The ancient Greeks had a very week sense of self. Rather than identify as individuals, they were more inclined to identify with their City-State, such as Athens or Sparta. This phenomenon persists today in other cultures, though in the U.S. we tend to identify primarily with ourselves. One study elegantly demonstrated this by asking people from different cultures to write a list of words describing themselves. While people from Western societies tended to list words like “smart,” “athletic,” “funny,” and “pretty,” people from collectivistic societies such as Japan and rural Mexico used words like “brother,” “friend,” or “employee of Toyota.” In the West, we identify ourselves by self-contained characteristics, while in collectivistic cultures people identify themselves by their relations to others.
Returning to ancient Greece, we see the same attitude. People took great pride in their membership to a City-State and identified themselves most heavily through this association. Just as they were less aware of their personal characteristics, they were more aware of the personalities of these cultures as a whole. The Athenian mentality was very different from its Spartan corollary. To them, the personalities of these cities were so strong that the civilizations themselves became like gods. Athens was Athena. Sparta was Aries. When Sparta attacked another city, it wasn't just the wrath of Sparta, it was the wrath of Aries. When the Athenian elites cast their judgment on Socrates, it wasn't just their judgment, it was the judgment of Athena.
Today, we've lost our sense of this. Our focus is so keyed into individuals that we no longer see what these individuals constitute. This is similar to how we see ourselves as discreet individuals and not as collections of cells. In some ways, this is only natural. It is our level of perception. We do not see our cells because they are too small for us. We do not see societies because they are too big for us. Still, we can pull out a microscope. Still, we can stand on the top floor of sky-scraper. We can societies into focus just as we can put our own bodies into focus, and at times its important to see life from these other perspectives.
When we look deep into ourselves, we see the human body divided into billions of specialized cells: liver cells, blood cells, neurons, epidermis. Each of them has a job, be it transporting oxygen or processing sugars. By working together, they are able improve their odds at survival. Human society is similar. On our own, people have trouble surviving. We aren't tigers or eagles. When we band together, though, we're able to live long and relatively comfortable lives. As with cells, this entails specialization. Some of us process food while others dispose of waste. Some of gather is vast office towers and process information. Some of us behave like white blood cells, patrolling the city streets and maintaining order.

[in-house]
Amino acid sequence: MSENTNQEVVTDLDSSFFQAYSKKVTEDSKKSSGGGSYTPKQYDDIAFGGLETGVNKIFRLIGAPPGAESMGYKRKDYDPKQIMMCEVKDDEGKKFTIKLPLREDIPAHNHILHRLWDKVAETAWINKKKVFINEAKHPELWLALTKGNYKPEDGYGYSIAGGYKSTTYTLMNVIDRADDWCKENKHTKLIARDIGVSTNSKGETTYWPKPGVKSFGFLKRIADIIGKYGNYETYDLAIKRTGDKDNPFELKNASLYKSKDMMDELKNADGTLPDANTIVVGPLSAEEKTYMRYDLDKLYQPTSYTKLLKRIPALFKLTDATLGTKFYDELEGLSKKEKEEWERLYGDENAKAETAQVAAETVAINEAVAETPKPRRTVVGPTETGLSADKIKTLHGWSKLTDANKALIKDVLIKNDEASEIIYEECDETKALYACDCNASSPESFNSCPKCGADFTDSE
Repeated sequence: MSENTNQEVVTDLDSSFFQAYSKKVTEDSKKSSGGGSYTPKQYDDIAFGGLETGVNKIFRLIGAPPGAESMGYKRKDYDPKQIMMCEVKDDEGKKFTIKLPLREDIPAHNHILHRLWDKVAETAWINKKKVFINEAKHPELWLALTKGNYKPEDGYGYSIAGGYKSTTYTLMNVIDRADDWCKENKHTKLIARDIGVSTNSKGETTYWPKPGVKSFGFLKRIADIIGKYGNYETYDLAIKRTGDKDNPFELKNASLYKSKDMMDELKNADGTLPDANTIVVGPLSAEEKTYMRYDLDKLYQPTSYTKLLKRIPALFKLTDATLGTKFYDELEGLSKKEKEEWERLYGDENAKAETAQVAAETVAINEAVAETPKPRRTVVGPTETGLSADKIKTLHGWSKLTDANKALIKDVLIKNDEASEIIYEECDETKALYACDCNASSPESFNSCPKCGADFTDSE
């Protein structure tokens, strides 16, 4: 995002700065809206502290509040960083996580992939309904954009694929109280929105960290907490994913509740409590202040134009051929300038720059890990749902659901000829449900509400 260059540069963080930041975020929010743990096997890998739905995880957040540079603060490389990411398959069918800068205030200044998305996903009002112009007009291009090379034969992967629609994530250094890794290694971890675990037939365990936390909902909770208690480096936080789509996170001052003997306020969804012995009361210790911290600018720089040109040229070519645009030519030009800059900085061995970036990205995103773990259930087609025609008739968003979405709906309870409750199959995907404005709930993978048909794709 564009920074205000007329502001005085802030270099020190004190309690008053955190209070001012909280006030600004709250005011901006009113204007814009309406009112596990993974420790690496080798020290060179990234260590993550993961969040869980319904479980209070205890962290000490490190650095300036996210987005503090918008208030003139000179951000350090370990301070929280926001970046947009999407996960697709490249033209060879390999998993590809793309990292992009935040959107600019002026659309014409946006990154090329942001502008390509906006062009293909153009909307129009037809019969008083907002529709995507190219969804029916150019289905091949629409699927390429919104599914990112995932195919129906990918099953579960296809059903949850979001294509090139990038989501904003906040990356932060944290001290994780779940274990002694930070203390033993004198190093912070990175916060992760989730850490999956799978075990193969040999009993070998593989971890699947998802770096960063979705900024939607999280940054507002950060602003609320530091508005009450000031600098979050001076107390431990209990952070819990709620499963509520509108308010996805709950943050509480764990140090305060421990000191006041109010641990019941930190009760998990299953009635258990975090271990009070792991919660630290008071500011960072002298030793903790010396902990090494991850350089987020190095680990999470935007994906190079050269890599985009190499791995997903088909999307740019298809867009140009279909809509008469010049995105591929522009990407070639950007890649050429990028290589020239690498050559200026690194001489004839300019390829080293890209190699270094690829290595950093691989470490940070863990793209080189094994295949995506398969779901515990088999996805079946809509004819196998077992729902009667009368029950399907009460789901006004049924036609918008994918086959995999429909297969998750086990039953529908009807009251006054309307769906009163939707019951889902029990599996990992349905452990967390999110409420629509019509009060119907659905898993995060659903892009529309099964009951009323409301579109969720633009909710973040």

The cells of the human body are not aware of the creature they compose. Similarly, it is not obvious that we are part of something greater than ourselves. Yet just like the cells of a body, our collaborations create something. We are Austin and Chicago and New York. These cities are more than just buildings and roads. They are alive in their own right. They have their own personalities, their own momentum. They go through periods of depression and excitement. Their economies flourish and wane.
From 'Into the Night':
Were the gods truly in the heavens, or were they down here on Earth? I only had to stare at the city sprawled out beneath me, its own lights twinkling in reflection of the sky. It was alive. Cars pulsed through the intersections, moving in an organic, statistical harmony. Their brake lights were crimson, blood flowing through a giant's heart. It was something I never saw down there, wandering its veins, lost in its flesh, a part of it. But standing so high, this creature seen in a single glimpse, it was as clear as a diagram of the human body. I was forced to wonder, was this what the elite saw? When they moved into their loft apartments, was part of their reward a truer perspective of human society? As crazy as this sounds, maybe Athens was Athena. Maybe Poseidon was the sea. Maybe we are the cells of gods.